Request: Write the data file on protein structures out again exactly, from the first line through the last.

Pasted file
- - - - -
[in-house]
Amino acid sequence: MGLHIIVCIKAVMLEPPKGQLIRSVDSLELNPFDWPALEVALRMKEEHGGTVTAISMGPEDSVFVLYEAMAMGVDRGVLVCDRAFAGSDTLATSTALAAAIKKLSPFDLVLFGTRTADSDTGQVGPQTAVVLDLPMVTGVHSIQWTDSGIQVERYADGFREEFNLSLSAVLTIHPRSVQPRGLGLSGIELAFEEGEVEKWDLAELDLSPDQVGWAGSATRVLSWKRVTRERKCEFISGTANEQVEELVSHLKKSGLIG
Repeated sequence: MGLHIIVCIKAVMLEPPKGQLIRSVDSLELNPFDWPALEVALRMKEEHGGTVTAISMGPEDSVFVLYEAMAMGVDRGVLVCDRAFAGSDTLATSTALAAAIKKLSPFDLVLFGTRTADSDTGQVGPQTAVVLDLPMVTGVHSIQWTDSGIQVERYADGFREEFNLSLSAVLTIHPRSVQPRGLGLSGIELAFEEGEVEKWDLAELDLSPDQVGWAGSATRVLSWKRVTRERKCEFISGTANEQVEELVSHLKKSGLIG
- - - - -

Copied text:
[in-house]
Amino acid sequence: MGLHIIVCIKAVMLEPPKGQLIRSVDSLELNPFDWPALEVALRMKEEHGGTVTAISMGPEDSVFVLYEAMAMGVDRGVLVCDRAFAGSDTLATSTALAAAIKKLSPFDLVLFGTRTADSDTGQVGPQTAVVLDLPMVTGVHSIQWTDSGIQVERYADGFREEFNLSLSAVLTIHPRSVQPRGLGLSGIELAFEEGEVEKWDLAELDLSPDQVGWAGSATRVLSWKRVTRERKCEFISGTANEQVEELVSHLKKSGLIG
Repeated sequence: MGLHIIVCIKAVMLEPPKGQLIRSVDSLELNPFDWPALEVALRMKEEHGGTVTAISMGPEDSVFVLYEAMAMGVDRGVLVCDRAFAGSDTLATSTALAAAIKKLSPFDLVLFGTRTADSDTGQVGPQTAVVLDLPMVTGVHSIQWTDSGIQVERYADGFREEFNLSLSAVLTIHPRSVQPRGLGLSGIELAFEEGEVEKWDLAELDLSPDQVGWAGSATRVLSWKRVTRERKCEFISGTANEQVEELVSHLKKSGLIG